In August 2023, the gross average monthly earnings for full-time employees were 555,900 forints, with net average earnings, accounting for all deductions, standing at 383,500 forints. Gross average earnings increased by 15.2 per cent, while net average earnings increased by 15.1 per cent, but real earnings decreased by 1.0 per cent compared to the same period one year ago, according to the Central Statistical Office (KSH).
The regular (excluding premiums, bonuses, and one-month special payments) gross average earnings in the same time period are estimated to be 528,500 forints, a 14.1 per cent increase from a year earlier. The regular gross average earnings in businesses were 531,100 forints, in the budget sector 518,300 forints, and in the nonprofit sector, 531,600 forints, showing increases of 14.0 per cent, 15.1 per cent, and 12.1 per cent, respectively over the course of a year.
Real earnings decreased by 1.0 per cent compared to the same period the previous year when factoring in a 16.4 per cent increase in consumer prices. The gross median earnings were 450,000 forints, surpassing the previous year by 15.6 per cent. The net median earnings, factoring in deductions, reached 312,300 forints, surpassing the previous year’s figure by 15.7 per cent.
From January to August, the gross average monthly earnings for full-time employees amounted to 556,900 forints.
Both the gross and net average earnings, with and without deductions, increased by 14.0 per cent compared to the same period in the previous year. The changes in average earnings were influenced by a service benefit payment, known as the ‘weapon money,’ paid to the professional staff of the defence forces and law enforcement in February 2022. Excluding the impact of this payment, both gross average earnings and net average earnings, considering deductions, would be 2.0 percentage points higher, according to KSH.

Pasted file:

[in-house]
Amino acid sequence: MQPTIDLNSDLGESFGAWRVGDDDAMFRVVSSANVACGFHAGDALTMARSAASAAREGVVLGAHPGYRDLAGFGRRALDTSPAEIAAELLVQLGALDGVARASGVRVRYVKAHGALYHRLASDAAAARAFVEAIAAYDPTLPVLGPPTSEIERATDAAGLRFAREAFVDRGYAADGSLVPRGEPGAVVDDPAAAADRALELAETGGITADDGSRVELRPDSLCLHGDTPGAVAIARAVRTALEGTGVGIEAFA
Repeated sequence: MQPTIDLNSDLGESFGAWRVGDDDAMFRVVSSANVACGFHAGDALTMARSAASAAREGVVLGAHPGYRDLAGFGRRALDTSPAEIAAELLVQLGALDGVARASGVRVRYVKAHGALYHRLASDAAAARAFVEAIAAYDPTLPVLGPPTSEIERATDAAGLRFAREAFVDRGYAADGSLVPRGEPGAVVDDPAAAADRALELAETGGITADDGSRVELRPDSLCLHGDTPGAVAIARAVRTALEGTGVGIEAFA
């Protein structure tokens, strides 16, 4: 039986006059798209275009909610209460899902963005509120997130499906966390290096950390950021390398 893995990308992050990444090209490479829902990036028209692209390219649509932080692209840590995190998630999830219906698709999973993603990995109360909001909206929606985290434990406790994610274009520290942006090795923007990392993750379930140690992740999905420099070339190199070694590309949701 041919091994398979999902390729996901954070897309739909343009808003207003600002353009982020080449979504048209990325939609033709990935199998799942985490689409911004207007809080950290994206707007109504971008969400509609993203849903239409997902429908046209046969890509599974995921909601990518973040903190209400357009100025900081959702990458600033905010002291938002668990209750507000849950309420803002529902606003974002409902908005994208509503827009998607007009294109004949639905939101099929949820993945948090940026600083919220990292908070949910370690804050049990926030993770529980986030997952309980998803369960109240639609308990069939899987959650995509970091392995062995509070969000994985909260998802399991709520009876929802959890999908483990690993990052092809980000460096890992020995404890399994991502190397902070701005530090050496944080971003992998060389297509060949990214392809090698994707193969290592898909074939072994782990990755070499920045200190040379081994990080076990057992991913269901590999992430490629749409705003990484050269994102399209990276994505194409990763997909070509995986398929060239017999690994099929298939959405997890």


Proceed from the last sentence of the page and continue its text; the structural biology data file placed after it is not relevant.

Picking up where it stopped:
From January to August, the gross average monthly earnings for full-time employees in businesses with at least five employees, budgetary institutions, and significant nonprofit organizations amounted to 574,500 forints. The net average earnings reached 395,600 forints when considering all deductions.
Both gross and net average earnings, with and without deductions, increased by 14.1 per cent, while the net earnings considering deductions increased by 14.0 per cent
compared to the same period in the previous year.
Reacting to the data released by the KSH, State Secretary for Employment Policy Sándor Czomba said: ‘This means that, in comparison to the Gyurcsány era, workers now take home an average of nearly three times more in wages than before 2010’.
In his statement, the state secretary particularly highlighted that during this time, the minimum wage and the guaranteed minimum wage increased more than three-fold, all while one million more people were employed.
The state secretary also pointed out that it can be stated that, thanks to the government’s successful measures to reduce inflation, such as online price monitoring or mandatory pricing, the decrease in the purchasing power of salaries in August most likely stopped, as real wages decreased only minimally, by just one per cent. The data for September might indicate a turnaround in real wages. This could mark a return to the previously accustomed era of real wage growth.
Czomba added that based on ongoing negotiations between employers and employees, there could be a substantial increase in the purchasing power of salaries next year, as even the lowest wages could see noticeable increases. Growing real wages can boost consumption, contributing to economic recovery. The government’s goal remains unchanged: to protect families and jobs. In 2023, the focus is on reducing inflation, and 2024 is expected to be a year of growth, he concluded.
Sources: Hungarian Conservative/KSH/MTI